If you don’t change with the times, you’ll be left behind.
Perhaps nowhere is that more evident than in the rapidly evolving auto industry, which finds itself at a crossroads on the path to a future apparently filled with autonomous and electric vehicles.
Sometimes, however, change can retain a nod to the past. Witness this 24-year-old General Motors designer’s update to popup headlights, a styling fixture on the Corvette from C3 to C5.
Leyang Bai, a Chinese-Canadian working for GM in Detroit, offers up – on his impressive website, by the way – what he calls the “Neovette,” a grand tourer hybrid for 2030.
“This was a personal project after my entry to General Motors,” he notes, “though this project has no relation to any ongoing projects or assistance from GM.”
Bai says he wanted to take Corvette as a brand and see how it could potentially evolve in this age of electrification, “with its competitor Ford giving Mustang a greener image with the Mach-E and Tesla taking the world by storm.”
The Neovette represents Bai’s efforts to keep Corvette relevant in this modern climate and “really became a way to stretch my abilities when it comes to both design and modeling.” It’s his first concept with a complete exterior and interior design.
His rendering, which remains a work in progress “yet to be complete,” in his words, nevertheless has some strong points in our opinion.
For example, we love his futuristic take on popup headlights, which fell victim to pedestrian safety concerns as the C6 was being developed. “Given my attempt to bring back classic aesthetics to the Neovette,” he says, “I wanted to find a way to interpret the ‘popup’ look but in a new way.”
Instead of popping up, his design features a slide-down mechanism, with the headlight cover rotating downward to reveal the high-beam headlights and internal structures hidden beneath it. He believes it creates a new graphic for the fascia during activation while retaining a clean look when not activated. Take a look for yourself at how it works.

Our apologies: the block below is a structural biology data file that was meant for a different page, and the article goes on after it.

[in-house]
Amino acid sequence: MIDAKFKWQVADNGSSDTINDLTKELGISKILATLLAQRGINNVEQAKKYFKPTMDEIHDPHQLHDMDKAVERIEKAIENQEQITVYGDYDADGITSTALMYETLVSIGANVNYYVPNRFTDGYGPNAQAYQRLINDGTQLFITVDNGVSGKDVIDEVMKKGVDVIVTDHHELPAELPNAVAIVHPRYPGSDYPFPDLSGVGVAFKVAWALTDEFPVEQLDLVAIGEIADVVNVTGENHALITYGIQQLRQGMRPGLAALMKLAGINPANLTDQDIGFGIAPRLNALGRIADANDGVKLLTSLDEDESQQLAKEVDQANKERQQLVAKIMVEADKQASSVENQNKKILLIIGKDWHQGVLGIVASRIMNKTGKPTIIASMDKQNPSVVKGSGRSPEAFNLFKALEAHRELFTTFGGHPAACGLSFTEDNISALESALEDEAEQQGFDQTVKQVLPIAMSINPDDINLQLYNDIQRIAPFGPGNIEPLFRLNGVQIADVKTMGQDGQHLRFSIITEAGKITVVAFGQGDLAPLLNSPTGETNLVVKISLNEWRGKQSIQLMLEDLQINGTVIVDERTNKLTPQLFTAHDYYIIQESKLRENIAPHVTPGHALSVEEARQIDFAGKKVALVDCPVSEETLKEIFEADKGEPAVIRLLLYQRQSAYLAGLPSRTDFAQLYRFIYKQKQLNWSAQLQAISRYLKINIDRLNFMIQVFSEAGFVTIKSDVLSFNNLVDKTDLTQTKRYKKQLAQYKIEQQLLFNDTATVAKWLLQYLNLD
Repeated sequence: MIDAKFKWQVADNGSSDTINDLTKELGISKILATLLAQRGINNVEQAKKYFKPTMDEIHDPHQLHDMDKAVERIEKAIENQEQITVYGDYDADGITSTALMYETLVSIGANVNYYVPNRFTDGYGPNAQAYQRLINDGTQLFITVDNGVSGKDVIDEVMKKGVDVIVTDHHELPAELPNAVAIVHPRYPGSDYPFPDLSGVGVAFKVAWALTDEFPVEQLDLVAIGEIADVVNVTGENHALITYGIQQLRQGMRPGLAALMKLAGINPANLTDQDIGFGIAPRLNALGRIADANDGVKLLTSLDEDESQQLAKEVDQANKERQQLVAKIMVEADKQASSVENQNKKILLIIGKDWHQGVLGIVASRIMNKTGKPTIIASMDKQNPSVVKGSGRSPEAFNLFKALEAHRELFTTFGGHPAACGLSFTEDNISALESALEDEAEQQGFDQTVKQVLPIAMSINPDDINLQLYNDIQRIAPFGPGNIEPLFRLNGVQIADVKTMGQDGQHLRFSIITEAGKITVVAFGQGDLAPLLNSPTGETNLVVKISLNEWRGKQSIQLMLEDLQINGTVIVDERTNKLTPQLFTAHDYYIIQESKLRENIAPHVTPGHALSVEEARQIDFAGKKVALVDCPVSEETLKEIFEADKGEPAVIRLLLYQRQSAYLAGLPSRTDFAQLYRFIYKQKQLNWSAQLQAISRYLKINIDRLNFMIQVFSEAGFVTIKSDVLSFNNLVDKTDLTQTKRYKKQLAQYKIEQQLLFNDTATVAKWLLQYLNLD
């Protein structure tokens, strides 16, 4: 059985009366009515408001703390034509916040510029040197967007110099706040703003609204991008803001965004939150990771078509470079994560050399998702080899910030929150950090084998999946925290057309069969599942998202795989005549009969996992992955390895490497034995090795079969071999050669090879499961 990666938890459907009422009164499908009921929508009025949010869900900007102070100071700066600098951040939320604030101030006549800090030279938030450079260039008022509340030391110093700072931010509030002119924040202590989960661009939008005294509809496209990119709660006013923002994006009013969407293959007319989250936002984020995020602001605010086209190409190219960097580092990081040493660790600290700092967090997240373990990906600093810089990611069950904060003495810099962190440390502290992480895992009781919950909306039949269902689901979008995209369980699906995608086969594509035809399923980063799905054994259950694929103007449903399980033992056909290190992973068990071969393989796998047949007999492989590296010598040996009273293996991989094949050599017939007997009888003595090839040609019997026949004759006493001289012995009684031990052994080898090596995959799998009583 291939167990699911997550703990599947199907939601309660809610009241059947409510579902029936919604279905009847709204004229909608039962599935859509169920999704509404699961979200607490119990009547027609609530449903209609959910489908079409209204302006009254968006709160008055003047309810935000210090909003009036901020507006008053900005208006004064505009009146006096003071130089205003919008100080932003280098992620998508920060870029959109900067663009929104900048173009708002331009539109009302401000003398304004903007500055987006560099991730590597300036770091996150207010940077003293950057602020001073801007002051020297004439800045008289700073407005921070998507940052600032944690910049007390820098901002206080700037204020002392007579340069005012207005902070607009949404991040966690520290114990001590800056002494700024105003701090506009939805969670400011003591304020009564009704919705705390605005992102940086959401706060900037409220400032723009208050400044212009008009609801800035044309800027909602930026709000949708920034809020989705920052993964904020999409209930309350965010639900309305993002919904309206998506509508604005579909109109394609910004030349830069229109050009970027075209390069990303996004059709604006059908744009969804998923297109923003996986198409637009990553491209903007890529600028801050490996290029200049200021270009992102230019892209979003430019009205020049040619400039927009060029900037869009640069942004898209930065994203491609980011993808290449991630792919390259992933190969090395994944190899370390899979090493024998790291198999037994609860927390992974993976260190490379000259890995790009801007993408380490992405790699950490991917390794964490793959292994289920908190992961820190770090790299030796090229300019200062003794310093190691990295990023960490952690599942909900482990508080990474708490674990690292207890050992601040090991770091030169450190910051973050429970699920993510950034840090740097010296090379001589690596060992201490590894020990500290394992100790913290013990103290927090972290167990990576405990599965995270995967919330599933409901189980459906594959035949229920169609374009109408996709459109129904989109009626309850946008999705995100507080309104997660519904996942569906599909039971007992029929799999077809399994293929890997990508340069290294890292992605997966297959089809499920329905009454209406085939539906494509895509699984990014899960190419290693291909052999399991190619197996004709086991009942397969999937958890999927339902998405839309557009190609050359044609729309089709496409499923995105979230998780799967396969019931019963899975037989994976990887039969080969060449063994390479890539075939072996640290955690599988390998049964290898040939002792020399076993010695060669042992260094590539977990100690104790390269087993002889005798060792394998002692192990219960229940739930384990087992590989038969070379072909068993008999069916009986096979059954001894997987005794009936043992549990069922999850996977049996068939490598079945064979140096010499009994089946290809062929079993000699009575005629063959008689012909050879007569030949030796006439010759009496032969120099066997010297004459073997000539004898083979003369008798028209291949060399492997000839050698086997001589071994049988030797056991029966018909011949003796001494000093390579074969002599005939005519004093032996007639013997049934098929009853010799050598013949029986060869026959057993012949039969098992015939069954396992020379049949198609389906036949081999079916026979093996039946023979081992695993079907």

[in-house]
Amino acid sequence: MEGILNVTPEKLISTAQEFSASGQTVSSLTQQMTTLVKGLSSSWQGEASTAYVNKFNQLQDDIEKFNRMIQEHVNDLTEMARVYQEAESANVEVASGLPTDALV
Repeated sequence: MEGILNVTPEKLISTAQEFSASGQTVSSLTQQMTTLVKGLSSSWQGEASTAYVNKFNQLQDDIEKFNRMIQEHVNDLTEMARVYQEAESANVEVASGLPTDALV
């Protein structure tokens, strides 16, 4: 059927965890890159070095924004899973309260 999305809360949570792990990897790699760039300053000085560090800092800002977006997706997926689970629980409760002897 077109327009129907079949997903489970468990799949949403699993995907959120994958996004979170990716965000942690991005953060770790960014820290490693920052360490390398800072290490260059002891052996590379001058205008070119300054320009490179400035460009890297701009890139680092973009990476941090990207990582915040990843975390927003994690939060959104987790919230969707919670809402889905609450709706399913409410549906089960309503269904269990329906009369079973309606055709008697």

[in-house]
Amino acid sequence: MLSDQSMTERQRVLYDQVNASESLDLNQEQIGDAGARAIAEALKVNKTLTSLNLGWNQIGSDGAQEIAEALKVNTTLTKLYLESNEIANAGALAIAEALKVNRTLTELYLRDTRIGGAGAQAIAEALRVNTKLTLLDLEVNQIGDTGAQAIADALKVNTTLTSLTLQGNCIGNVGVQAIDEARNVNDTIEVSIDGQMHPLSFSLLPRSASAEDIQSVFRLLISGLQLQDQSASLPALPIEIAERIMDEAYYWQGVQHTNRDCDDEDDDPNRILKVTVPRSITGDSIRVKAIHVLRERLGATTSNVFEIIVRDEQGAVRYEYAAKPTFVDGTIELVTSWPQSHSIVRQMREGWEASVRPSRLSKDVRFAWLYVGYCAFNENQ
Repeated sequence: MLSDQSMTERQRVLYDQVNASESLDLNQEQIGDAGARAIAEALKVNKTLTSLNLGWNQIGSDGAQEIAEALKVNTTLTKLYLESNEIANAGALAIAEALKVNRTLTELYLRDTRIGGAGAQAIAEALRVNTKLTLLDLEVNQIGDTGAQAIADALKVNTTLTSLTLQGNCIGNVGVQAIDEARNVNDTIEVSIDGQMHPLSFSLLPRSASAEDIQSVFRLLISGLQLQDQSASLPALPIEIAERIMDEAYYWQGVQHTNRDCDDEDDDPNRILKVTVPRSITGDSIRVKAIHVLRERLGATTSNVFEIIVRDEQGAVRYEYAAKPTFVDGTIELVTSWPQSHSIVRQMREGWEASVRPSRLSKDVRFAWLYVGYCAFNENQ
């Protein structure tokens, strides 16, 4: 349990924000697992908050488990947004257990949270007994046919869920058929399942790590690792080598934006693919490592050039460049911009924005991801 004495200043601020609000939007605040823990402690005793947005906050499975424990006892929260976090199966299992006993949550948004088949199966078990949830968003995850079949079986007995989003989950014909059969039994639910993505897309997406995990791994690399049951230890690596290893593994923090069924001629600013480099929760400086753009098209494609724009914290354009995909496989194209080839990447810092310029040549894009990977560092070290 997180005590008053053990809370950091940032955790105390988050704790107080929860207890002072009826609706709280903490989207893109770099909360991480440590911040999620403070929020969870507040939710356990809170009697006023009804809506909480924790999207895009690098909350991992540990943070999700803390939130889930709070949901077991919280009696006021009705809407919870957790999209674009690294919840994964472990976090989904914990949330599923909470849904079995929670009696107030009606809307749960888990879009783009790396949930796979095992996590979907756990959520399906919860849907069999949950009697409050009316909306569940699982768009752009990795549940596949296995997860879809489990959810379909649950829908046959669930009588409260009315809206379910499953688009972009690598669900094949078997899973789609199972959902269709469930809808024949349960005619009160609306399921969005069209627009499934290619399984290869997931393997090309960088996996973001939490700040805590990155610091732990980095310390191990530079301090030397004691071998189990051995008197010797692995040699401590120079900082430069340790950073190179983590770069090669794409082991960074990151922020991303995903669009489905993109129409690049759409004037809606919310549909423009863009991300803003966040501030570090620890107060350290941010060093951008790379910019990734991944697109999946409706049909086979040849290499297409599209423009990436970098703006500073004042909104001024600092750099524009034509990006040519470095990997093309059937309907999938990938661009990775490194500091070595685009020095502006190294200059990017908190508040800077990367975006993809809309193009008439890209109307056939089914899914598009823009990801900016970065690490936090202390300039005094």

Bai also offers an interesting GIF image where the gullwing doors open to reveal a fixed clear glass bar separating the tops of the doors – another updated take on the whole removable roof panel heritage of the Corvette.
With this project, his ultimate goal was to provide one idea of how the Corvette can respond to the growing demand for cleaner sports cars, without losing its sporty roots, avoiding dilution and becoming just another brand.
His updated take on the split window heritage of the Corvette is appealing, while not blocking rearward vision.
In the end, at least in our opinion, the Neovette represents one possible first step toward the C9, though we’re not sure about the overall look as we tend to think it looks more like a Chrysler Crossfire when viewed from the side and more like an Olds Aurora in the rear bumper area.
Still, it’s good to know that young designers like Bai are willing to take the time to stretch their imaginations to keep our beloved 68-year-old sports car alive and well for many more years.